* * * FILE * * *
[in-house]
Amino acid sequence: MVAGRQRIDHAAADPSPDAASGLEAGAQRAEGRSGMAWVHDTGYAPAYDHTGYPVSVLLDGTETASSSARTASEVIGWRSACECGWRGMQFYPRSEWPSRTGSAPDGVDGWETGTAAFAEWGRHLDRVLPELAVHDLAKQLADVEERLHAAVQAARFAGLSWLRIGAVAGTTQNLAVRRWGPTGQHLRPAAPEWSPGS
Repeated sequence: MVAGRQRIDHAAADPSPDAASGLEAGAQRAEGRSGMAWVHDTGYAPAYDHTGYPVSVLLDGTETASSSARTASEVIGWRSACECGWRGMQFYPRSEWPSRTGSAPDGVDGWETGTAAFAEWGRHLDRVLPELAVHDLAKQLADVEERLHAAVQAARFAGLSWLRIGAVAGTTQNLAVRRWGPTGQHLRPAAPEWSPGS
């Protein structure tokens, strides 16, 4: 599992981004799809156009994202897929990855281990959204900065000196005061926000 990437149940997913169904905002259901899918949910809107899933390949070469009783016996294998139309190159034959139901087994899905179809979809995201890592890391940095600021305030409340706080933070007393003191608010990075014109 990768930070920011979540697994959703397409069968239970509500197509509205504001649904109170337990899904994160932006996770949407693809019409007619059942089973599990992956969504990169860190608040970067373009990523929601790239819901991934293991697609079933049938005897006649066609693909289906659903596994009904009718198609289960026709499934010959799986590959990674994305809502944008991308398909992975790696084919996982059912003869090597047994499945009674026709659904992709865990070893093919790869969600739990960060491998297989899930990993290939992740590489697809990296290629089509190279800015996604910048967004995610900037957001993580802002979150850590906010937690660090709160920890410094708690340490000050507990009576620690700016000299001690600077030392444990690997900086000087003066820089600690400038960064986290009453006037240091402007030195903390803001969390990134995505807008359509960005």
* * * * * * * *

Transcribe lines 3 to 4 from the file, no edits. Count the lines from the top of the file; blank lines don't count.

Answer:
Repeated sequence: MVAGRQRIDHAAADPSPDAASGLEAGAQRAEGRSGMAWVHDTGYAPAYDHTGYPVSVLLDGTETASSSARTASEVIGWRSACECGWRGMQFYPRSEWPSRTGSAPDGVDGWETGTAAFAEWGRHLDRVLPELAVHDLAKQLADVEERLHAAVQAARFAGLSWLRIGAVAGTTQNLAVRRWGPTGQHLRPAAPEWSPGS
């Protein structure tokens, strides 16, 4: 599992981004799809156009994202897929990855281990959204900065000196005061926000 990437149940997913169904905002259901899918949910809107899933390949070469009783016996294998139309190159034959139901087994899905179809979809995201890592890391940095600021305030409340706080933070007393003191608010990075014109 990768930070920011979540697994959703397409069968239970509500197509509205504001649904109170337990899904994160932006996770949407693809019409007619059942089973599990992956969504990169860190608040970067373009990523929601790239819901991934293991697609079933049938005897006649066609693909289906659903596994009904009718198609289960026709499934010959799986590959990674994305809502944008991308398909992975790696084919996982059912003869090597047994499945009674026709659904992709865990070893093919790869969600739990960060491998297989899930990993290939992740590489697809990296290629089509190279800015996604910048967004995610900037957001993580802002979150850590906010937690660090709160920890410094708690340490000050507990009576620690700016000299001690600077030392444990690997900086000087003066820089600690400038960064986290009453006037240091402007030195903390803001969390990134995505807008359509960005």